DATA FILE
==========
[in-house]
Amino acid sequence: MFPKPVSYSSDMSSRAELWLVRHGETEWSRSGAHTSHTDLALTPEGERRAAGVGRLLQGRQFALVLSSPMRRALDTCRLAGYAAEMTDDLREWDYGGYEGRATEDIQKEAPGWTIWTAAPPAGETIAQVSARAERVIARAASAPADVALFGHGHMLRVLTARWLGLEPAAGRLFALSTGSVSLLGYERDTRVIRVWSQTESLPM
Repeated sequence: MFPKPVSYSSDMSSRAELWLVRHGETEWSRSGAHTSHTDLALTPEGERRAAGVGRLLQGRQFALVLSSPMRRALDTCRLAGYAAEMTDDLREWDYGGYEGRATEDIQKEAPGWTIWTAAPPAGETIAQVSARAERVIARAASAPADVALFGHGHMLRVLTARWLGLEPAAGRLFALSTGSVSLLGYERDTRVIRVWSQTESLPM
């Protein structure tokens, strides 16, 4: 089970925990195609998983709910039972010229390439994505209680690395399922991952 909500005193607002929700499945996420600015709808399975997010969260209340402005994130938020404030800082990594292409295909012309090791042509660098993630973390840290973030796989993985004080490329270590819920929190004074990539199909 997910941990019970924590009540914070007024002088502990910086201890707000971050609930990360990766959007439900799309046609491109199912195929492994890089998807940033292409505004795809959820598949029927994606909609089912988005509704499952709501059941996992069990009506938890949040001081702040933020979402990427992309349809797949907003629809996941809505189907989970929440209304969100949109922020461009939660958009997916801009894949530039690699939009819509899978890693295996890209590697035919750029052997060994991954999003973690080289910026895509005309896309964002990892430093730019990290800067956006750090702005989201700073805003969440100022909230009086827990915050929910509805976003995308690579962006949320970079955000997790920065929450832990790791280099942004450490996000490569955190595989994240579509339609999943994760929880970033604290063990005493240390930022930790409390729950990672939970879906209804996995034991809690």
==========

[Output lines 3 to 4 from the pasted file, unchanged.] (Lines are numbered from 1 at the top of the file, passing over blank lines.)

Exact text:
Repeated sequence: MFPKPVSYSSDMSSRAELWLVRHGETEWSRSGAHTSHTDLALTPEGERRAAGVGRLLQGRQFALVLSSPMRRALDTCRLAGYAAEMTDDLREWDYGGYEGRATEDIQKEAPGWTIWTAAPPAGETIAQVSARAERVIARAASAPADVALFGHGHMLRVLTARWLGLEPAAGRLFALSTGSVSLLGYERDTRVIRVWSQTESLPM
């Protein structure tokens, strides 16, 4: 089970925990195609998983709910039972010229390439994505209680690395399922991952 909500005193607002929700499945996420600015709808399975997010969260209340402005994130938020404030800082990594292409295909012309090791042509660098993630973390840290973030796989993985004080490329270590819920929190004074990539199909 997910941990019970924590009540914070007024002088502990910086201890707000971050609930990360990766959007439900799309046609491109199912195929492994890089998807940033292409505004795809959820598949029927994606909609089912988005509704499952709501059941996992069990009506938890949040001081702040933020979402990427992309349809797949907003629809996941809505189907989970929440209304969100949109922020461009939660958009997916801009894949530039690699939009819509899978890693295996890209590697035919750029052997060994991954999003973690080289910026895509005309896309964002990892430093730019990290800067956006750090702005989201700073805003969440100022909230009086827990915050929910509805976003995308690579962006949320970079955000997790920065929450832990790791280099942004450490996000490569955190595989994240579509339609999943994760929880970033604290063990005493240390930022930790409390729950990672939970879906209804996995034991809690």